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THE OTCimaSl PALLrAUnT3I AND STJmTE SCCrKAM, MONDAY, AUGUST 21, 190S.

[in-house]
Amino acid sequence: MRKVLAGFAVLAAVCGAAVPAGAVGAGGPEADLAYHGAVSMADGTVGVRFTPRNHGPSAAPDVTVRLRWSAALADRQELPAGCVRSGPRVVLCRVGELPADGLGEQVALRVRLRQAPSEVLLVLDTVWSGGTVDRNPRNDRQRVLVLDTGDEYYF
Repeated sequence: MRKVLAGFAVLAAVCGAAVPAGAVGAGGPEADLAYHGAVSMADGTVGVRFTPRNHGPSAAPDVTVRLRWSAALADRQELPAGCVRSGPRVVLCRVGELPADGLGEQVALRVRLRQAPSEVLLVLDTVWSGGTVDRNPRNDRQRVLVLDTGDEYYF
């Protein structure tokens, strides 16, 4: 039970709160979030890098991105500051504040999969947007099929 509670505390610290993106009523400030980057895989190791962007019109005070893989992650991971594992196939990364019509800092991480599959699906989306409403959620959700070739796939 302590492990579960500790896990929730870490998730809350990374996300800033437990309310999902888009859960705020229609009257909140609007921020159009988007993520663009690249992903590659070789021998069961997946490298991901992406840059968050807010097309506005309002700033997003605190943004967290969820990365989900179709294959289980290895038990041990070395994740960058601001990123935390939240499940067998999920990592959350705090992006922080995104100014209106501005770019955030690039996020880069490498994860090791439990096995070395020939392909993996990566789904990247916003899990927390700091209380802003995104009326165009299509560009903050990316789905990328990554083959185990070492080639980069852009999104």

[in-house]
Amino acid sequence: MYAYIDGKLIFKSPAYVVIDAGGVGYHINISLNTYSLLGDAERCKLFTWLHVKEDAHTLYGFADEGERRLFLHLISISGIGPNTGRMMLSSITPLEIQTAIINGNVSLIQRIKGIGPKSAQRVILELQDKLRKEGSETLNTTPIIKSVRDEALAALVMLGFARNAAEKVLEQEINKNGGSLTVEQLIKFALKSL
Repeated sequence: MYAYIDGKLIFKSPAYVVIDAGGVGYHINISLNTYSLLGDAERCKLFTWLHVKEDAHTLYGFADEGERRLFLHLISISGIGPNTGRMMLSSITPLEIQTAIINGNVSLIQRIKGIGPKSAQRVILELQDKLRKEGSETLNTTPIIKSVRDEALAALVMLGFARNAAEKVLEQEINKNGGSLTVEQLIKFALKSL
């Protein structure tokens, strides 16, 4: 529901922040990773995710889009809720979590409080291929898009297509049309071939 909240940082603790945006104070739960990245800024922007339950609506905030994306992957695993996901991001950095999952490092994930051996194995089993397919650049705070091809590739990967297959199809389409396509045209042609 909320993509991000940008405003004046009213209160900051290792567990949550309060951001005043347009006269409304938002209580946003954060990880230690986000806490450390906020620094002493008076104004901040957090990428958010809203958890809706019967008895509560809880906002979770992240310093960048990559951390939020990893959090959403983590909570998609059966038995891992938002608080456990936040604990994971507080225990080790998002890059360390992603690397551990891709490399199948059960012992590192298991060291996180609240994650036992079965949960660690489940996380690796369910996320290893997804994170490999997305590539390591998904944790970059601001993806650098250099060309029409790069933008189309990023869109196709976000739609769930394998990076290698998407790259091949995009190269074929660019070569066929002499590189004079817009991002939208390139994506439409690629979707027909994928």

PAGIT THREES SHIP'S CREW III GREAT BOAT RACE Thousands of Dollars Lost When Louisiana Men De feat Illinois Sailors. SYDNEY'S WELCOME GREAT. Surpasses anything yet en countered BY THE MEN WITH ATLANTIC FLEET CRUISERS GO TO HAWAII. Sydney, N. S. W., Monday, Aug. 24. The twelve-oared cutter race this morning between the crews of the bat tle ships Illinois and Louisiana for the Eattenburg cup was won by the Lou isiana men. The distance wa3 three and one-half miles and the winners I finished fifteen lengths in the lead. It is said that about $:i0,00O changed ' hands as a result of the race. ! It Is becoming more evident each jday that the visitors prefer to be left 1 alone rather than to have to undergo : the discomfort of being publicly enter tained. The men even have availed themselves but little of the privilege of theater tickets. The marines have addressed a letter of thanks to the people of Sydney, in which they said: "If other places think they can surpass Sydney's welcome, they must take the ships ashore." One of the men on the battle ship Georgia, named Cassidy, f,as drowned yesterday, through the capsizing of a small boat in a squall. A sailor of the Illionois fell off a stage in Woolloo moolloo Bay and has not been seen since. The tender Yankton and the collier Ajax arrived here today. Rear Ad miral Sperry has declined the invita tion extended to the officers of the If leet to visit Perth. CRUISERS TO SOUTH SEAS. lEach Cruiser Will Tow Torpedo Boat Destroyer. San Francisco, Aug. 24. Seven crui 'eers of the Pacific fleet under com mand of Admiral W. T. Swinburne, called today for Hawaii. Each crui iser had a torpedo-boat destroyer to tow, and for that reason the cruise is . looked upon as important. An experimental trip of the cruis ers to San Diego, and return, towing , torpedo goas, was made some two months ago, and its Success led to the J 1 I . . . 'll L , oecision w .attempt ine present tong voyage to the South Seas. At 10 a. m. today the cruisers passed through the Golden Gate in single col umn formation, the torpedo-boat de stroyers, running abreast of them. The cruisers will then return to Honolulu, arriving October 7, and will leave again on October 17 for San Di ego, where they are expected to arrive October 28. Two days later they will tail to Magdalena Bay for target prac tice. The cruisers, accompanied by the de istroyers, are due to return to San I Francisco December 4. IS IN NEW ENGLAND I Chairman Hitchcock Confer ring With Republican Leaders. PART OF CAMPAIGN PLAN. Boston, Mass., Aug. 24. Republican political activity In New England will enter in this city during the next few days, when Chairman Hitchcock will confer with party leaders of the six New England states in regard to the aspects of the Presidential campaign, especially in reference to the coming Selections in Vermont and Maine. , Chairman Hitchcock is expected to (arrive in Boston today from Dalton, accompanied by United States Senator IW. Murray Crane. This gathering Is part of the general ifplan of campaign by which Chairman 'Hitchcock expects to place himself in touch with the party workers in all sections. ASTHMA CAUSE QF LOCAL JUAN'S DEATH IWesley T. Finney Expires Sun day. Wesley T. Finney died yesterday (ttnomlng at his home, 315 North Eigh tteenth street at the age of fifty-eight tyearB.. Mr. Finney was for ten years & sufferer from asthma and during !the last few years he had been almost helpless, having had a complication of (diseases. Mr. Finney and his family jcame to Richmond several years ago Hrom Fairmount, Indiana. He former ly lived north of Cambridge City, Hwhere he was one of the best known (farmers of that section. He is sur vived by his wife and one son Clar fence, who is a salesman for the Rlch- caond Candy Company. The funeral will be held Tuesday rooming at 10 o'clock from the home. The Rev. S. W. Traum will officiate. The burial will be in Earlnam ceme- ftery. Friends may call any time. K '. ; - . it There's nothing Ilk bread made from jp14 Medal Flour. , J Dxbo&ah. INQUEST IN A Actress Is the Cause of the Frank J. Gould Di vorce Suit. HUSBAND TO FIGHT CASE. New York, Aug. 24. Frank J. Gould it was asserted today on good auth ority, has decided that the details of the suit for divorce brought against him by his wife shall be heard in op en court. Mr. Gould will oppose the appointment of a referee and will con test every step of the litigation. It is learned that the young woman referred to as "Rose" in the amended complaint filed by Mrs. Gould, is Rose Winter, an actress. When Mrs. Gould filed an amended complaint in the action she had bogun against her husband, she accused Mr. Gould of misconduct in this city with a young woman whose first name, she said, was "Rose." In the original com plaint Mr. Gould was accused of mis conduct with a woman in North Syd ney, Cape Breton, in June, 1906. A friend of Mr. Gould said: "Mr. Gould has not yet filed his answer to the amended complaint. He has more than ten days in which to do this. He will deny the allegations of miscon duct made by his wife. Mr. Gould will also insist upon his right to have the divorce case heard In open court. "The names and dates which Mrs. Gould gives in her complaint and which she seeks to connect with Mr. Gould are too indefinite. Mr. Gould does not think the case will ever gt before a referee. He has already re fused an offer to have the testimony heard behind closed doors. Mr. Gould is of the omnion that the charges made against him by his wife are too uncertain and indefinite and that she will find it impossible to obtain a de cree of divorce because of them." A Clever Woman. "Good morning Mrs. Howell, why are you not washing this morning, it is now ten o'clock." "Why, Mrs. Ross, since I commenced to use Easy Task Soap I am always through with my wasing by nine-thirty in the morn ing. Take my advice, use Easy Task and you will not have to put in all day breaking your back over the wash tub." QUARRELS WITH WOMAN FRIEND AND SUICIDES. MISS FAITH DAVIS. Miss Davis is the grand niece of William Marsh Rice, for whose mur der, Albert T. Patrick is now in Sing Sing and is now believed to have com mitted suicide after a quarrel with a woman friend. For a while her father believed she had been murdered and offered a reward for evidence of the crime. .5 fi - "lE,rTloi "MS! if f . XL THE HAINS ANNIS These pictures are from flashlight photographs taken at the night inq uest held by the coroner in the Hains-Annis tragedy. In the upper picture, No. 1, is Coroner Ambler; No. 2, Police Captain Rothenberg; No. 3, indicat ed bv arrow. Capt. Peter C. Hains, Jr., in tears; second arrow points to his brother. T. Jenkins Hains. hidden be n the witness stand; No. 5. District Attorney Darrin; No. 0, John F. Mcln tyre, counsel for the Hains brothers; No. 7, Eugene U Young, associate co unsel. Below is Capt. Hains andbrother, T. J. Hains, with bowed head s in the court. LORD HALIFAX FAVORS UNION Episcopal and Roman Church es May Eventually Be One. Milwaukee, Wis., Aug. 24. The Rev. F. H. Fairbanks, pastor of St. Pat rick's church and counsellor of Mil waukee arch diocese, has received a letter fom Lord Halifax, president of the English church union, that favors hcurch union. Both favor reunion through Rome and hold Rome as the center of Christian unity. The letter from Lord Halifax which was printed in a recent issue of the Living Church in part is as follows: "The difficulties in the way of re union are enormous and from a hu man view point almost insurmounta ble. Of course there is no real dif ficulty as to the questions of discipline. The point is. can such explanations be given of disputed matters of doc trine as may make reunion possible without either side being asked to as sent to contradictioin of what has been authoritatively taught? It seems to me such explanations are possible and that many of our difficulties are really due to misunderstandings." The letter is published in reply to the statements of leading local Epis copalians that there, is no organized movement in the Anglican church for a uuiun with Rome. Will ' rtomember His Friends. When Patrick McGinnagan becam i member of the Chicago police forc i delegation of his friends burst i: upon him while he was at dinner and presented him with a handsome night stick in honor of his popularity and their esteem. Completely bewildered by this unexpected token, the new po liceman nevertheless struggled to his feet and stammered bis appreciation. "Friends, ye have upset me wid y'r kindness." he said, flourishing the night stick. "Oi'll try an' do me duty wid this little shillalah. and I hope an' thrust thot ivry man her'U live t' feel Its inflooince." The Alphabet. The great Phoenician alphabet, the parent of every form of European writing and of the scripts of Persia. Arabia and India as well, owes but little to Egypt. It is true that In the construction of their alphabet the Phoenicians made use of certain hier atic characters found in their trade deal ings with Egypt, but this fact in no way detracts from the glory of the In vention which belongs to the "Yankeef of antiquity." New York American. A Woman'i Era. "If I were a man!" is surely a very unnecessary cry these days. The epoch of the man is past. The twen tieth century is the era of the wo man. There Is with a few very slight ex ceptions nothing that a woman as a woman cannot do, and do every bit as well as if she were a man. London P. T. O. Th Real Cequence. Mrs. Premiere You always get a new gown before you go away on a visit, don't you? Mrs. Seconde No. I always go away on a visit after 1 get a new gown. "vVomaa's Ilome Companion,. TRAGEDY V - hind witness; No. 4, Dr. W. C. Frey, o ICOMPLETE DETAILS FOR MALLISTS Reach Team to Play Teams in Japan. Toklo, Aug. 24. All details for the coming of the Reach Ail-Americans base ball club have been arranged It is now definitely settled that the ball players will come and play a ser ies of at least nine games in Japan between Nov. 21 and Dec. 3. Much interest is being taken in all the games, but particularly with the picked team that will represent Japan This team will be chosen by a com mittee and will be composed of the strongest players in this country. GRAFTER CAUGHT. St. Louis, Mo., Aug. 24. Charles R Hemmenway, a big real estate man here, has been arrested on the reques of Chief Bhippey of the Chicago po lice force. Hemmenway is charged with working a land fraud scheme in volving $15,000 at New Haven. He says he is innocent. MARRIED TWICE TO YOUNG BREWER'S SON MRS. CHARLES WINTER. Mrs. Winter, who was formerly Miss Kathryn Wrigley, has just been mar ried for the second time to the youth wnn wnom sne eiopea. who is a stu dent at the University of Pennsylva nia, and is he son of Wolfgang Win ter, tne Pittsburg brewer. They eloped and were married last June, but not by a Catholic priest. The second marriage was by a Catholic Priest, at sae request of Mr. Winter's parent. F w J TOWN III FUROR OVER FIRE ALARM Much Excitement in Fountain City When. Hand En gine Makes Run. WO MEN ARE STRUCK. TOWN MARSHAL SO EXCITED HE COULDN'T GET OUT CF THE WAY OF UNWIELDY LITTLE FIRE FIGHTER. Fountain City. Ind.. Aue. "J J The i fire bell clanged its loudest and the entire populace was in a high state of xcitement here Saturday when it was reported the residence of Jesse Par ker was on fire. Regulars and volun teers rushed to the engine house and tai ted running with the engine at top speed. "Hurry up, hurry up.' screamed the women and old decrepit men. too infirm to help pull the en gine, hobbled about on their canes and urged haste. Little children ran alongside the truck and pleaded with the men tugging at the ropes to pull the harder. A stretch of gravel was encountered and the engine stalled. Working with might and main and in sheer desper ation, the wheels could not be pulled further. As an expedient the wagon was pulled from the gravel and onto he'eement sidewalk. At the Chris tian church the firemen were met by Barlow Price, the village marshal. Wildly gesticulating and highly excit ed, Price gave instructions to turn to the north and cut across the church yard. With a vicious lunge the men at the front started to execute the marshal's directions, but he was in the way. He was crippled slightly and was unable to escape from danger through his own dexterity and the fire men lunged to one side to avoid him. But the engine wheel collided with a fence post and swerved toward Frank Thomas, who was knocked to the ground and barely escaped being run over. And then came better news the alarm was false. Grass along the railroad tracks had caught fire from sparks from an engine. Mrs. Parker saw the smoke and ran to the home of Henry Clevenger to give the alarm of tfre. Lavina Clevenger and Marie Pegg ran to the home of C. C. Pearson and telephoned for the fire department to come. GOT ON THE PORK. In More Ways Than Steel. One Did Bill Rising Sun, Md., Aug. 24. While chasing a cross hog on the farm of William Steel, near Port Deposit, John Davis of Northeast was stricken total ly blind, while a coworker, George Ash, was bitten in the right knee, al most severing the cap. . Steel had been partially blind for several years and in his excitement and nervous strain his optic nerves gave way. The injuries to Davis will prevent him from walking for several months. THE MODERN HOTEl A Product of the Times, It Is Made by ttte Gneata. Among the silly and absurd articles appearing from time to time concern ing hotel and tavern keeping, one tells us again and again how the modern hotel Is shown to disadvantage when compared with the inns of colonial days. In these articles the writer di lates and expatiates on the hofpitaliry of the old time tarern, and the cold. Indifferent and almost cruel treatment received from the hands of the modern hotel man. Of course every one knows if he will drop sentiment for a moment and give the subject a little sober re flection that the modern traveler, tour ist or hotel guest would absolutely re fuse the accommodations afforded by the inn of a hundred years ago. The only advantage of a hotel of those times lay in the fact that the lack of material comforts drew from the trav eler a warmer fellow feeling and great er sociability a condition in wfcjch ohe man was more his brother's keeper than prevails today. Again, the travel by coach and the small number thrown together, en route or at the hotel, made closer acquaintanceship not only possi ble, but far more desirable than in our day of big hotels and big crowds. The modern hotel Is a product of the times. The wants, desires, whims, fads and, on top of all these, the imperative demands of those who travel have made the hotel of today what it is from the standpoint of food, accommoda tions, method of service and manage ment and from every point of view. The hotel keeper of today responds to the bidding of the guests. One might almost say of the man and woman who travel: "Here is your hotel. You have planned It, furnished It. You have out lined its methods of management, and it is what you believe should be com prehended In the modern hotel." The colonial tavern, which would not be tolerated for a moment in our days, wa3 adapted to its times. To speak of it as being superior to the modern hos telry is to claim that the old stage coach, which left you more weary and worn at the end of a hundred miles than the palace coach does today at the end of a thousand miles, was a su perior vehicle of travel to those used on he modern railroad. Hotel World. The TwlliTbt Or I4fe. The mnscle of the atexnach .3 old a?a are not as stronsr or active as io yovth aad in cone 9 itsence old people are Terr snbject to cooatipa .ion and indigestion. Many aeldom have a bowel movement without artificial aid. Maey. Uo. hava unpleasant eructations of km from the stcmach after eatic?. All this caa be avoid ed by th. nse of Dr. Caldwell's Synrp Pepsin, which permanently rerslates the bowels so tha passages come naturally, and so strengthens the stomach that food is digested without dis comfort. Liracshus sell it at SO cczus or $1 avzaboUio. SMALL BOYS WRECK TRAIN IN GEORGIA Place Bolt Upon Railroad Tracks. Atlanta. Ga.. Aug. :4. Train No. 3S on the Southern Railway, known as the Southwestern limited, which left Atlanta chortly after noon Sunday, was wrecked four miles north of Su- ! war.ee, Ga., tbout 3 o'clock. The colored fireman. Mason Wat kins, whose home was in Atlanta, was killed instantly, and the engineer. B. F. Dewberry, also of Atlanta, was bad ly scalded, both being pinned under neath the engine. Three small boys were seen running nw-ay from the scene just prior to the wreck. An investigation after the wreck developed the fact that a bolt had been placed upon the track. CITY IS FRIGHTENED Leper Discovered to Be Circu lating About Streets of Washington, D. C. DISCOVERED BY ACCIDENT. Washington, Aug. 24. Washington is greatly agitated over the discovery of leprosy in the capital city. A vic tim of the dread scourge has boen stalking the streets, eating in luncn rooms, riding in street cars and gen erally rubbing elbows with the resi dents for five days. By accident he was discovered yes terday when a physician was called to treat him for a trifling illness. The plague victim is John R. Early, whose home is in L.ynn, N. C. who, as a vet eran of the Spanish-American war came to Washington to secure a pen sion. He is 33 years of age, and has a wife and one child. Upon hij arrival in Washington Ear ly secured a room in a cheap board ing house on Pennsylvania avenue and then proceeded to see the town. For days he moved around untram- meled. Friday, however, he had a physician called, who, upon seeing the patient, immediately pronounced him a leper. The local health authorities were summoned without loss of time, and hastened the plague victim to a deten tion tent on the outskirts of the city. There he has been placed under guard. Apprehensive that the dread scourge may be scattered by Early, the author ities are keening a vigilant watch for developments. They have ordered all places he is known to have visited to be fumigated, and also have placed disinfectants in street cars in which he is supposed to have been a passen ger. 'SYMPTOMS' OF RA&TE5V Signs by Which You May Know When a Dog Is Really Mad. Hydrophobia is so rare ami terrifying that its symptoms and treatment are little understood. As a matter of fact, the commonly accepted expression of madness in a dog is often misleading. The real mad dog does not shun wa ter, as it is said. On the contrary, mad dogs often rush to the water and drink it eagerly. If they are able to swallow. The mad dog does not froth at the mouth. It does not run amuck, snapping at everything in its path. What, then, are the indications of the mad dog? To those familiar with a given dog the surest symptom and the one which should excite closest atten tion is a distinct and unaccountable change la the dog's disposition, a staid dog becoming excitable and a frisky one dull. That condition does not nec essarily mean rabies, but it is sus picious, and if in addition the dog has trouble in swallowing, as though it seemed to have a bone in its throat, beware! That dog should be Instantly tied up, because if it be rabies it takes but a day or two for ferocious in stincts to develop. The unmistakable evidence, however, of a dog with rabies is tbe sticky, whitish saliva which covers the teeth and shows on the drawn lips. The eyes glare and are red; the dog has paroxysms of run ning fury, during which it barks hoarsely, which alternate with periods of temporary exhaustion. Caspar Whitney in Outing. A SPECIAL STAMP SALE THIS WEEK Wm 25 STAMPS with oce lb. of Coffee at 35c. 20 STAMPS with one lb. of Coffee at 30c. 15 STAMPS with one lb of Coffee at 23c. 10 STAMPS with one can of A. & P. Evapor ated Milk at 10c can. 10 STAMPS with two bars A. & P. Scouring Soap at lc a bar. SO ..STAMPS- With cce 18-oz can 0! A. & P. Caking Powder at 50 ds. a can. Perfectly Pure. Best Made. 10 STAMPS with one box IXL Starch at 9c a box. The Great & Pacific 727 Main DoubSe I Stamps I Double I Stamps ; All Day Wednes- day and I Thursday, Aug. 26 and 27 - Model Grocery Co. Opposite Postoftico Phone 1838 Smith & Kinder t t - TRAGEDY OHSABBATH Laporte, Indiana, Has Anoth er Killing to Add to Its Long .List. MAN KILLS MOTHER-IN-LAW Laporte, Ind., Aug. 24. While trying to notify her son. William Meacham. that his life was in danger, Mrs. Sar ah Meacham, who came last June from Kokomo. Ind., was shot to death Sun day by her son-in-law. William Delph, with a shotgun. The tragedy took place in the farmyard of Englebert Topper, south of Westville, Ind. The shooting was the sequel to a quarrel that had occurred an hour before be tween Delph and Edward and George Meacham and Mark Fighner. Delph and George Meacham had been drink- ing and their endeavors to Induce the other two men to drink resulted in the quarrel that ended temporarily by Delph starting for his house with the avowed intention of getting a gun with which to 6hoot Edward Meach am. Mrs. Meacham. hearing of Delph's threat, hurried to the Topper house to warn her son and was shot. WILL PAINT PICTURE OF ENGLISH PRINCESS Former Richmond Achieves Fame. Artist Unusual fame has come to Mr. Charles Arter. formerly of Cincinnati, who was the first artist to organize an art school of China painting in Rich mond. One of his most prominent pupils was the late Mrs. Stubbs, who became widely known as a rhina painter. He is now recognized as an artist of international fame and is al so one of the most prominent art crit Ick In the country. During the past few years he has made his home lu the East and doing only portrait work. At present Mr. Arter is in the Maine forests taking his vacation and making preparations to go abroad this fall, where he will paint the portrait cf one of the daughters of the king of Eng land. He its the nephew of Mrs. Wil liam Blanehard, of Cincinnati, who Is the guest of Dr. and Mrs. Grant. NOTICE F. O. E. There will be a full report from the Grand Aerie at our regular meeting Wednesday night. Aug. 26, 1908. All Eagles please be present. JOS WEISHAUPT. Pres. J. F. HARTZLER, Sec y. aug22-23-24-23&26 Uold Medal Flour for me. XjBStS. 50 STAMPS with one lb. of Tea at 70c a lb. 45 STAMPS with one lb. of Tea at 60c a lb. 40 STAMPS with one lb. of Tea at 50c a lb. 10 STAMPS with 2 cans of A. & P. Evap orated Milk at Sc can 10 STAMPS with two boxes A. & P. Corn Starch at 7c a box. 20 STAMPS with one 2 -or. Bot tle of A. & P. Extracts at 23c a bottle. Atlantic f Tea Co. Street New Phona 1215 Hi IS